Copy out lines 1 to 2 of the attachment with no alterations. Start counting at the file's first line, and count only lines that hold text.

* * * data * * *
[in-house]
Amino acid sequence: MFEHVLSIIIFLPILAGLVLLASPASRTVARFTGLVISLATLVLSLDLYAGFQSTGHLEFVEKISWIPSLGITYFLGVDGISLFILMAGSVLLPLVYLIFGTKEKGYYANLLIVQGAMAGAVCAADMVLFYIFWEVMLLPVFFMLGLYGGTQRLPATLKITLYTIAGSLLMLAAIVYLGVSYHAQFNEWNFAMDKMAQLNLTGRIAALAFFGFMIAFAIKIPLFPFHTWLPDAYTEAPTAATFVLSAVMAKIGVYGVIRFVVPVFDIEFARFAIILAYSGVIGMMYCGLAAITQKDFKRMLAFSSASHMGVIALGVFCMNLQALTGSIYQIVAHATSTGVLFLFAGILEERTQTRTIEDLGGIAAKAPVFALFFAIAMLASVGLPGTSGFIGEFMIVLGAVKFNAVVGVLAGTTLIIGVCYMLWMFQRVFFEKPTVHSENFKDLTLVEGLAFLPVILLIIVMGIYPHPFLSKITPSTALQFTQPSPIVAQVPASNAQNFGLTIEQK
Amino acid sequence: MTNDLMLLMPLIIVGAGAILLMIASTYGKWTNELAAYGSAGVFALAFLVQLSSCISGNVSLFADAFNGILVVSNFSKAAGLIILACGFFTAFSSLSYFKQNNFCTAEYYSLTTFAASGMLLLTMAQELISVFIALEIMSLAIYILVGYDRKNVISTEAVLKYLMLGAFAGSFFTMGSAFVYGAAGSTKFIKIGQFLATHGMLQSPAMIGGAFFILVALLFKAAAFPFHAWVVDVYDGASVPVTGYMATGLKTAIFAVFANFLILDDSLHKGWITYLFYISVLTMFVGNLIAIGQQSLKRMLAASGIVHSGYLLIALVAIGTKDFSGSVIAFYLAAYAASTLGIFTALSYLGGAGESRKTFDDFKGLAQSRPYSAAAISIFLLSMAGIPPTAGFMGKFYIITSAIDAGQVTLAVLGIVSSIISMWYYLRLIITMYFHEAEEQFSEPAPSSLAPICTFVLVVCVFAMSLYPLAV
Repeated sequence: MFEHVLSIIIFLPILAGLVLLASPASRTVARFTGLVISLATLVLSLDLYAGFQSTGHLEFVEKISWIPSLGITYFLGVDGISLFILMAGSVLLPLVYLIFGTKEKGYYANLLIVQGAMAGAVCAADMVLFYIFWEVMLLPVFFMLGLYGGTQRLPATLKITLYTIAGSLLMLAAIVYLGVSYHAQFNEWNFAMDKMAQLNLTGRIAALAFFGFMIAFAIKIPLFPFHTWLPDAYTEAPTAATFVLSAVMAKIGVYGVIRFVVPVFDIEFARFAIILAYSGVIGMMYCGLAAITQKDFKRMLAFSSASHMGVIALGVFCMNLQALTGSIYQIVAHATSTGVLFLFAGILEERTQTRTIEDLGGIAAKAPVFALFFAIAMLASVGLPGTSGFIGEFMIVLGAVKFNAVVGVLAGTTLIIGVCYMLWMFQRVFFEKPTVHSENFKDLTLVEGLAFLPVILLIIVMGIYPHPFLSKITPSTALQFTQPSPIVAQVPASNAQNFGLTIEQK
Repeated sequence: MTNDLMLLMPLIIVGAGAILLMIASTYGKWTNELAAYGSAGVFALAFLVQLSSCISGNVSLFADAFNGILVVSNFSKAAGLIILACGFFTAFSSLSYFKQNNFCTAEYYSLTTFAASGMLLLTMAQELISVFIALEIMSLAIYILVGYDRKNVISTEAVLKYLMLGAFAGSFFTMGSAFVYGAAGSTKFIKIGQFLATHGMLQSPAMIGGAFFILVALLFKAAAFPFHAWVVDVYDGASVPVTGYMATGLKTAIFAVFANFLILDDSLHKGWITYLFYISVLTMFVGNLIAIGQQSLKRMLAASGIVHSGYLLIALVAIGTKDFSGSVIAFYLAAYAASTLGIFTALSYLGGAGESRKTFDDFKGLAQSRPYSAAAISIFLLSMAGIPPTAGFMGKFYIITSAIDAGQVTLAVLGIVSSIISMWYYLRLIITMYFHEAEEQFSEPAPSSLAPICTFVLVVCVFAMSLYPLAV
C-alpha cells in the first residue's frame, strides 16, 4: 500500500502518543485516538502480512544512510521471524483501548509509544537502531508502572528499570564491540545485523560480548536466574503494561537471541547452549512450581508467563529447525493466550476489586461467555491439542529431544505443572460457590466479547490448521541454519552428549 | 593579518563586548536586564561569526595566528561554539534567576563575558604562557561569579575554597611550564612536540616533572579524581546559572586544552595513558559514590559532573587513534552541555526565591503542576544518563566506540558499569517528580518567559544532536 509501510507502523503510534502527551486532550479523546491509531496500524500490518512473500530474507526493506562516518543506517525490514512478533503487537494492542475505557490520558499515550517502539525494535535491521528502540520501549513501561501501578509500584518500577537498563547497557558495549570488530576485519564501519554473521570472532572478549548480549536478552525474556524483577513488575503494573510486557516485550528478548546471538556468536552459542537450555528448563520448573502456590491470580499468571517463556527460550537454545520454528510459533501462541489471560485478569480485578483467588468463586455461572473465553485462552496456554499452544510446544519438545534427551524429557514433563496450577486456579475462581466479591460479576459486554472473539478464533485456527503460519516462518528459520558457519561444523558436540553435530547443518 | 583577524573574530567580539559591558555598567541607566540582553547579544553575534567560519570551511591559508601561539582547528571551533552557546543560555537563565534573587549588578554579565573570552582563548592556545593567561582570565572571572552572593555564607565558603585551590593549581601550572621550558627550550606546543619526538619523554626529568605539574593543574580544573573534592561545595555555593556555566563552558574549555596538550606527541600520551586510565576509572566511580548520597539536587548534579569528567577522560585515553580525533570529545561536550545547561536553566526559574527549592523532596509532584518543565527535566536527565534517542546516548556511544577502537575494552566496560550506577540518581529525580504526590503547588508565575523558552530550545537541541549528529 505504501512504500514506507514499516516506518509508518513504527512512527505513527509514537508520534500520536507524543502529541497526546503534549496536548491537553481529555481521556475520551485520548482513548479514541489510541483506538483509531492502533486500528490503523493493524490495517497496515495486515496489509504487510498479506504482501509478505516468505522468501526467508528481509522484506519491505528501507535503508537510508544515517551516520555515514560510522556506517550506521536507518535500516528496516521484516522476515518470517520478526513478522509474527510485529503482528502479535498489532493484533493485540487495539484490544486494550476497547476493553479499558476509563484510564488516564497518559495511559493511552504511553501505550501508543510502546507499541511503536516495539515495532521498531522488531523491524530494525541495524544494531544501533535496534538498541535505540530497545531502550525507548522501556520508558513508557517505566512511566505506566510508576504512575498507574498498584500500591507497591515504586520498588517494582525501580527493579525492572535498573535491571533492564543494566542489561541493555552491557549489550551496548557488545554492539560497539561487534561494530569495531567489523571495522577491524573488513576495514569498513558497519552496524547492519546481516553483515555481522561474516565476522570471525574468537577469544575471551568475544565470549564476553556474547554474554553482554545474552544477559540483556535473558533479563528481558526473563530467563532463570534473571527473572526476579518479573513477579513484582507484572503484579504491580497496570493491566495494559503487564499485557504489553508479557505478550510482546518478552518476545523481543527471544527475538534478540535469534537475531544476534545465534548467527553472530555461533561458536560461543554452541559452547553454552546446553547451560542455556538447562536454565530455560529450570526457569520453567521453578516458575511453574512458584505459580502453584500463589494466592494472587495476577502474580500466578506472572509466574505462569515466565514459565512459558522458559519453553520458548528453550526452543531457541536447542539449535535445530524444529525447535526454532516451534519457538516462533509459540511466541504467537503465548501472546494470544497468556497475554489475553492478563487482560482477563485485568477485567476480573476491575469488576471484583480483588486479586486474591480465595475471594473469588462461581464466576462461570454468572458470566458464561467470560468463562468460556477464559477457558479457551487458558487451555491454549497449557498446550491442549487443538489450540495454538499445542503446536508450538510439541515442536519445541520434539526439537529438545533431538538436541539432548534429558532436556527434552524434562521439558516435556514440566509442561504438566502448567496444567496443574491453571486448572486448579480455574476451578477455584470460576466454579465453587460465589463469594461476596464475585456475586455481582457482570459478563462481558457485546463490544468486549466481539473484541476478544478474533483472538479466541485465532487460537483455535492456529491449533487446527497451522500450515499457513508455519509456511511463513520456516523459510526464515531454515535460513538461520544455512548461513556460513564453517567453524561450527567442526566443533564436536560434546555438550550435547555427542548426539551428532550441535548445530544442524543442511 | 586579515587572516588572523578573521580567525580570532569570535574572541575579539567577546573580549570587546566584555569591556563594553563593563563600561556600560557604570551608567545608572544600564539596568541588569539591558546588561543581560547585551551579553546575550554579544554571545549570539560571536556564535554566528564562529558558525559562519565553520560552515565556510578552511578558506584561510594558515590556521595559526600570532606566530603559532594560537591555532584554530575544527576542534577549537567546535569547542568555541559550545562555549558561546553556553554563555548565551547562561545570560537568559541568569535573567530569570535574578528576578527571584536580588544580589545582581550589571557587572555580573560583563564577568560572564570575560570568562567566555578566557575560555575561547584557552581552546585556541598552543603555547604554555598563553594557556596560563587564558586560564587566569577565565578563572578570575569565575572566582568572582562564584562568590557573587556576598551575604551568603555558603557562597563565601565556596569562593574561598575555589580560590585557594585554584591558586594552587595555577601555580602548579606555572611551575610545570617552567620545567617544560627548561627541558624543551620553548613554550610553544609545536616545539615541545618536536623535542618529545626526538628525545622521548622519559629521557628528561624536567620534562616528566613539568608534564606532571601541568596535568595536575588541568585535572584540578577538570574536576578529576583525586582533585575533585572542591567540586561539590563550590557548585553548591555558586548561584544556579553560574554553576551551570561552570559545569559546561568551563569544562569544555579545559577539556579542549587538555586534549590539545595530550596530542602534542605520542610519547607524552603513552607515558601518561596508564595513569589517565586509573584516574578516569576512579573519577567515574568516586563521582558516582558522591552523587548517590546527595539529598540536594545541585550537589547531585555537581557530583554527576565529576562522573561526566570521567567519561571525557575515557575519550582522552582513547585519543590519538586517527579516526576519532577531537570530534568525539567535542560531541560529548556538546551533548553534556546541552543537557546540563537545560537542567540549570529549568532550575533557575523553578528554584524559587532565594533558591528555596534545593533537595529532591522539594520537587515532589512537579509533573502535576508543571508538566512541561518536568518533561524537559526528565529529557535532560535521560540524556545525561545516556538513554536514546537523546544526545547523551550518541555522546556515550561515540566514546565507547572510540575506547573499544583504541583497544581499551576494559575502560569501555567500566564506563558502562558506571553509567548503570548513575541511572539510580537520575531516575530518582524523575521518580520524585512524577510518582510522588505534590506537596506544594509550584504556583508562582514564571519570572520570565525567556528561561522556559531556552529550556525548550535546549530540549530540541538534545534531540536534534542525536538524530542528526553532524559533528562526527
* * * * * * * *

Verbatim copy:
[in-house]
Amino acid sequence: MFEHVLSIIIFLPILAGLVLLASPASRTVARFTGLVISLATLVLSLDLYAGFQSTGHLEFVEKISWIPSLGITYFLGVDGISLFILMAGSVLLPLVYLIFGTKEKGYYANLLIVQGAMAGAVCAADMVLFYIFWEVMLLPVFFMLGLYGGTQRLPATLKITLYTIAGSLLMLAAIVYLGVSYHAQFNEWNFAMDKMAQLNLTGRIAALAFFGFMIAFAIKIPLFPFHTWLPDAYTEAPTAATFVLSAVMAKIGVYGVIRFVVPVFDIEFARFAIILAYSGVIGMMYCGLAAITQKDFKRMLAFSSASHMGVIALGVFCMNLQALTGSIYQIVAHATSTGVLFLFAGILEERTQTRTIEDLGGIAAKAPVFALFFAIAMLASVGLPGTSGFIGEFMIVLGAVKFNAVVGVLAGTTLIIGVCYMLWMFQRVFFEKPTVHSENFKDLTLVEGLAFLPVILLIIVMGIYPHPFLSKITPSTALQFTQPSPIVAQVPASNAQNFGLTIEQK